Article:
Could also add in "chaos taint" to the list of reasons then.... –  Rob Feb 28 '14 at 13:30
The politics arround Rogue Traders is important here, just because they're Above the Law doesn't mean they're above scrutiny. If they are frequently observed carrying illegal/heretical/xeno equipment they are still likely to attract the attention of the Adeptus Arbites and The Inquisition, both of which have the authority to act as Judge,Jury and Executioner. Anything Above the Law in the Imperium is still subject to the Emperor and those organisations act with his authority, not the authority of Imperial Law. –  CyanAngel Feb 28 '14 at 16:01

First off, since the question is tagged rogue-trader, I'll reiterate that the PCs are already able to get their hands on the best gear out there anyhow. "You're the owners and command staff of a 5km warpship with access to resources in excess of some worlds' annual gross planetary production" will get you pretty far. As in, if you want to buy a melta gun, then make a an Acquisition Test at -10 and you can get one without having to loot it from a corpse.

Following on from that, though, note that the Acquisition rules state that the cost of getting gear includes not only the item itself, but also arrangements for keeping it supplied and maintained over the years. If they loot a melta gun, then they have the gun itself, but not the supply lines. You'd be perfectly justified in requiring them to make an Acquisition Test to establish access to those supplies, with, say, a +20 bonus since they already have the weapon itself. Until this roll is made successfully, the weapon is not usable.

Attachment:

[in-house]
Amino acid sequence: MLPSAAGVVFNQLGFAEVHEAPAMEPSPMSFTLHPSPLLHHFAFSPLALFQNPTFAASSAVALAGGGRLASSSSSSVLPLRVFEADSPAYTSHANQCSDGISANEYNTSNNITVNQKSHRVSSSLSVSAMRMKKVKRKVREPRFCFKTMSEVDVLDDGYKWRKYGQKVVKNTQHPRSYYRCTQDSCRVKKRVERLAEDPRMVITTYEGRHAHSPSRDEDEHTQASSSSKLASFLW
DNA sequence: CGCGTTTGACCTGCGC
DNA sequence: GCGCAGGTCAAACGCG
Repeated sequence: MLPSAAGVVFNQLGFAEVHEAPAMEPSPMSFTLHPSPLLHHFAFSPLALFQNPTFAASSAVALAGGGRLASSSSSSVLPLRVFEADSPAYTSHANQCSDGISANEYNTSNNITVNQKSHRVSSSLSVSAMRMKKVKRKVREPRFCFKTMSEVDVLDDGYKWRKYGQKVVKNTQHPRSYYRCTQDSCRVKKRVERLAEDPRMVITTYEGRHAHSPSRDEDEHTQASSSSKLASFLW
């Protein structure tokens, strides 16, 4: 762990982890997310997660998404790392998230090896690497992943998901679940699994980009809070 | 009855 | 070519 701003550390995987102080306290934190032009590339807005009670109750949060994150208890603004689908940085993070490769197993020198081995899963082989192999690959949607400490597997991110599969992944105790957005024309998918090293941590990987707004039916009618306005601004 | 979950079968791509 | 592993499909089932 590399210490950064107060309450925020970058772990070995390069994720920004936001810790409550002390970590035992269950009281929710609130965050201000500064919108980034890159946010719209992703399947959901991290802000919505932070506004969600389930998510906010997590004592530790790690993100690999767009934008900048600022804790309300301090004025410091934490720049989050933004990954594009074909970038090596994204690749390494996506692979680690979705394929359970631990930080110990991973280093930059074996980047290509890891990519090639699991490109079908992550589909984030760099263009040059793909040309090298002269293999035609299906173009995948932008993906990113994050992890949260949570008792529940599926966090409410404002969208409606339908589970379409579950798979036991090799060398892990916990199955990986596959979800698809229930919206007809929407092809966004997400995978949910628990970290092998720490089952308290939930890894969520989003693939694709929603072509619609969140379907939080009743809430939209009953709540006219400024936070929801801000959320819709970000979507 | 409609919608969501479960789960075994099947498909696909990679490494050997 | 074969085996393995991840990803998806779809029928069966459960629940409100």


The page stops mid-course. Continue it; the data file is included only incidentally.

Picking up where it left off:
Certain xenos races may also help with this. Ork weapons are Unreliable if used by a non-Ork. Tyrannids use bio-weapons or weapons implanted in their bodies. Eldar weapons have no physical triggers and are activated psychically, making them unusable by (most?) humans. Wise PCs will avoid the weapons of Chaos forces (and, if they don't, then all the better...).

Finally, rather than using enemies with bigger guns, you can always just use more enemies.

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@Golokopitenko: examine the hordes rules in the Deathwatch game - they are in the FreeRPG day version (Final Sanction) if you can find that. They easily work across the 40K RPG lines, and allow massive combats to be played easily. –  aramis Feb 28 '14 at 21:23

Advice from an old role playing book: "The police forces are capable of keeping the peace."

Longer explanation: You have a universe. The universe has rules. It has means to enforce those rules (otherwise, other rules would be in effect). But (for practical reasons) the setting has to be somewhat "stable". Stable always means rules and rules always means someone with the power to enforce them.

Which means you can only run around with a very powerful (= dangerous) weapon if this is 100% OK with the rules of the setting.

Example: In our game, we stumbled over nuclear warheads. And, stupid as we were, we decided to keep them. So we create an elaborate hiding place, camouflage. It was a lot of fun, actually.

But the GM considered the rule above. So without us noticing, a lot of people suddenly had us on the radar: Secret services, the mob, pirates, you name it. Top players in the power games. People who got into their position because they know their stuff.

Of course, we could fend them off a while but eventually, the police noticed that something was going on and 4 hours later, our pretty faces were on every billboard in the universe with the words "Shoot to kill!"

Being friends with a very important person eventually saved our necks without too much collateral (I think a star destroyer was ... err ... "lost"). Alas, when we visit backwater places, we sometimes run into a police officer (or bounty hunter) who remembers the warrant but somehow missed the "forget it, they are innocent" memo.

It made our lives (and the sessions) much more interesting for sure. But from now on, we stay away from really powerful weapons.

Rogue Traders are incredibly powerful, and most of the time they are above law.